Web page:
|Once you have loaded the machine and pressed teh “Milk” button then the process is automatic and goes through stages of heating and grinding until the cycle is complete. If you start off with warm or tepid water then the cycle takes just over 20 minutes. If you start with cold water then it takes around 30 minutes and beeps at the end!|
How much electricity does the Soyabella use to make a jug of soya milk?
|Not much! The whole cycle takes just over 20 minutes and uses a frugal 0.08 units of electricity. In France this gives a cost of LESS THAN ONE CENT!! This device uses even less electricity than it takes to boil a kettle!|
How do you clean your home-made soy milk machine?
|It is really important to clean the mesh and all parts that have been in contact with the soy milk immediately in warm soapy water. If you don’t do this then the soya protein builds up and clods the holes in the mesh. However, it is a two minute job if you just get on with it and do it straight away!|
Other Uses for a Soy Milk Maker:
Your soy maker should break even after about six months of use so it is certainly a good investment if you have a dairy free diet or regularly drink soy milk. However, it doesn’t end there! The Soyabella is very versatile and can also be used for the following:
- Make Tofu – If you buy the accessories then on litre of soya milk makes around 160 gm of natural tofu
- Make Nut Milk – This is even quicker to make than Soy milk since there is no heating involved. Just soak Almonds, put them in the mesh, fill with water and blast with the “Mill” button. It takes about 2 minutes to make a jug including the cleaning time. And boy, you know how much Almond and those other nut milks cost!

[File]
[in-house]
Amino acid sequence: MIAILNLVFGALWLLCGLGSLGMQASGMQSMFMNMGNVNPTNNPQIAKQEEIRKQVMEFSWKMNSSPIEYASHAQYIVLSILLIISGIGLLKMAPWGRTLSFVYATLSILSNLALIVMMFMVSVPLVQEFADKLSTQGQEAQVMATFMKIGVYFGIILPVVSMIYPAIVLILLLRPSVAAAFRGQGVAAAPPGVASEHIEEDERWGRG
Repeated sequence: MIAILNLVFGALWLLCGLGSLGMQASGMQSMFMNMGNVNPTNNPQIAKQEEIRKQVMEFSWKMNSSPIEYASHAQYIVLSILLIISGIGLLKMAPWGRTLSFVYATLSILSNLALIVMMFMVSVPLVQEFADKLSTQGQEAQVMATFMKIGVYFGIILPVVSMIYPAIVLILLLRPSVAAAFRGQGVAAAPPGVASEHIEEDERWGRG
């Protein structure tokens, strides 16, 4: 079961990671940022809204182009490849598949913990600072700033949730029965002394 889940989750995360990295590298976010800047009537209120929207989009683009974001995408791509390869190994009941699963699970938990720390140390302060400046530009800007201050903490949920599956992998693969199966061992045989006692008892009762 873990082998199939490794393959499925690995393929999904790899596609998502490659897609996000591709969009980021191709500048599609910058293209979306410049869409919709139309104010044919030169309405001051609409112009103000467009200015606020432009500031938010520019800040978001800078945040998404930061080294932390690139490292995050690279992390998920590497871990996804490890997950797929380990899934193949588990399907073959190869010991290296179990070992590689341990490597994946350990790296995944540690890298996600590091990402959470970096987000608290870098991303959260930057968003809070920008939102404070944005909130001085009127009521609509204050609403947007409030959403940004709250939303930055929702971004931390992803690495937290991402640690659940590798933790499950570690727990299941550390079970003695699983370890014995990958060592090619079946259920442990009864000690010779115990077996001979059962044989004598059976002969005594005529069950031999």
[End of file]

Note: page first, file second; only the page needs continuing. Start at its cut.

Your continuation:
- Make Rice Milk – There is a different mesh supplied to make rice milk using the standard method. Very cheap and easy!
- Make Porridge – Not sure why anybody would want to do this but you can make porridge in the Soyabella… just don’t tell anybody from Scotland!
- Make Soup – You can also make vegetable soup and broth… regulating how “lumpy” you want it!
- Grind nuts, seeds and coffee – Great to make your own vitamin mixes from things like linseed, pumpkin and sunflower seeds…
All round this makes a pretty good investment that will save the savvy Frugalista both time and money as well as provide the basis of a healthy diet for the whole family. Take a frugal tip from the MeanyGoat and start using home-made soy milk rather than the stuff from the shops. If you like the taste then consider investing in a robust soya milk maker like the Soyabella that is both easy to use and clean.
If you want to know how to make soya milk by hand without a machine then check this out:
And here are some reasons why soya milk is worth taking the time to make: